EMRAP and AIR (Psychosocial) (Sept 2020)

in Asynchronous Learning
September 18th, 2020

AIR: https://aliemu.com/courses/psychosocial-2020/

EM:RAP for Asynchronous Learning! For credit, first, listen to the entire podcast. Your participation in the discussion board here is your attestation that you have listened and engaged with the content in a meaningful way.


When you have finished listening to the podcast, answer the following questions:

1. Please list three things you learned from this podcast that you were not aware of before.
2. Are there any areas of your practice that you would change after listening to this podcast? If so, what would you do differently?
3. What topic mentioned in this podcast is considered too “bleeding edge” (ex. too new, lacks enough evidence, not ready for prime time). Are there any practices mentioned in this podcast that you would consider to not be applicable to our practice setting here at BMC?

One Comment on EMRAP and AIR (Psychosocial) (Sept 2020)

  • 1. 1) For black box warnings related to Fluoroquinolones; I was aware of the risk of tendon rupture and aortic disease, however not the risk of peripheral neuropathy, QT prolongation, neuropsych effects, and hypoglycemia even in patients without diabetes.
    2) I was not aware that the leaves in common indoor broad leaf plants contain calcium oxalate crystals, which is the cause of pain when children try to eat them. Also even though the children look uncomfortable, they often just need some cold milk or a popsicle.
    3) I knew that people use “sweeties” or sucrose for infants undergoing procedures, but did not realize that in a lot of places sucrose is used without any other analgesia for these patients, which seems crazy.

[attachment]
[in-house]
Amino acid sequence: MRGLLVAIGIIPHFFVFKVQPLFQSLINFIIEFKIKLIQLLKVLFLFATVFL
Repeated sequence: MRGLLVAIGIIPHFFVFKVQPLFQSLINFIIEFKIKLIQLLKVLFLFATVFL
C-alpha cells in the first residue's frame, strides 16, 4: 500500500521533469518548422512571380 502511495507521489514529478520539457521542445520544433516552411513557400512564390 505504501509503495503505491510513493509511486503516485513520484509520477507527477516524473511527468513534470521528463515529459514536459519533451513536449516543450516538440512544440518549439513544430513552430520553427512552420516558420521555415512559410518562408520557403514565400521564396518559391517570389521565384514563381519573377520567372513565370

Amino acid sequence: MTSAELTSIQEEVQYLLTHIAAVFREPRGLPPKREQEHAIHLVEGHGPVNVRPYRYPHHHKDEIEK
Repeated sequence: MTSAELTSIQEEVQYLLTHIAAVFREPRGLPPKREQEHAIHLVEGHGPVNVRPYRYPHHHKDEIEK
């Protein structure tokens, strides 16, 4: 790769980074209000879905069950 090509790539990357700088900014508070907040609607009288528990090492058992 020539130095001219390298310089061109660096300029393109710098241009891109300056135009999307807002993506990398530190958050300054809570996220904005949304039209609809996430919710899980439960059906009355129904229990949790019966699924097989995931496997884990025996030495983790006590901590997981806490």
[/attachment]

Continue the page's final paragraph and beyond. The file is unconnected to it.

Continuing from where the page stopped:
2. Based on the discussion of black box warnings especially as they relate to fluoroquinolones, I plan to avoid using this class of medications as much as possible, unless there is no adequate alternative for the patient. Also, although at this point I have yet to prescribe tramadol, review of the black box warnings makes me even more hesitant to ever use this medication; especially given its unpredictable metabolism and affinity to interact with other drugs. Lastly, I am probably a little to generous in the amount that I prescribe NSAIDs to patients and this review of black box warnings reminds me to be more thoughtful in who I give NSAIDs to and for how long.

    3. I think the discussion not yet applicable to our practice at BMC is the return of Droperidol. After listening to this episode I had a discussion with one of our pharmacists, who also shares enthusiasm for this drug, but told me that we could not get it on formulary due to a national shortage. We get a lot of agitated, patients in our department and the faster onset of droperidol vs haldol and Ativan would seem to make it a much better medication choice. It would also be great to use in patients with headaches, nausea/vomiting and some forms of chronic pain. I would definitely use droperidol if it was available in the department.

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